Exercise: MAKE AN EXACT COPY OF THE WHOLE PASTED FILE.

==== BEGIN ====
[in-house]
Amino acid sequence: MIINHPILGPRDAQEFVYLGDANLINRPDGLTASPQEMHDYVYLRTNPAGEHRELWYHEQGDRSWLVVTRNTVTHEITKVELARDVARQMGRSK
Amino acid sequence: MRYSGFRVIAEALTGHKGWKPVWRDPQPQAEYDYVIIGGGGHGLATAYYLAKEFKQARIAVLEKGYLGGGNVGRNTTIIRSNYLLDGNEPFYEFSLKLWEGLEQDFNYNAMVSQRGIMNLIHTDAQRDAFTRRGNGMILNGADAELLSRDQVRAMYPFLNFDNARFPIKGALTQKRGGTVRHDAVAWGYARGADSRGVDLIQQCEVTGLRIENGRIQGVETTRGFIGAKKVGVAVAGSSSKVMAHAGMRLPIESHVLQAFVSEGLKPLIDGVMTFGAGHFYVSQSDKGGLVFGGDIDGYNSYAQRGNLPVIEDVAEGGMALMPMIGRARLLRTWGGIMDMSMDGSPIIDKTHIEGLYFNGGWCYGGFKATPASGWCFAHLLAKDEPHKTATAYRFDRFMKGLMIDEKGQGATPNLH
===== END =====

[in-house]
Amino acid sequence: MIINHPILGPRDAQEFVYLGDANLINRPDGLTASPQEMHDYVYLRTNPAGEHRELWYHEQGDRSWLVVTRNTVTHEITKVELARDVARQMGRSK
Amino acid sequence: MRYSGFRVIAEALTGHKGWKPVWRDPQPQAEYDYVIIGGGGHGLATAYYLAKEFKQARIAVLEKGYLGGGNVGRNTTIIRSNYLLDGNEPFYEFSLKLWEGLEQDFNYNAMVSQRGIMNLIHTDAQRDAFTRRGNGMILNGADAELLSRDQVRAMYPFLNFDNARFPIKGALTQKRGGTVRHDAVAWGYARGADSRGVDLIQQCEVTGLRIENGRIQGVETTRGFIGAKKVGVAVAGSSSKVMAHAGMRLPIESHVLQAFVSEGLKPLIDGVMTFGAGHFYVSQSDKGGLVFGGDIDGYNSYAQRGNLPVIEDVAEGGMALMPMIGRARLLRTWGGIMDMSMDGSPIIDKTHIEGLYFNGGWCYGGFKATPASGWCFAHLLAKDEPHKTATAYRFDRFMKGLMIDEKGQGATPNLH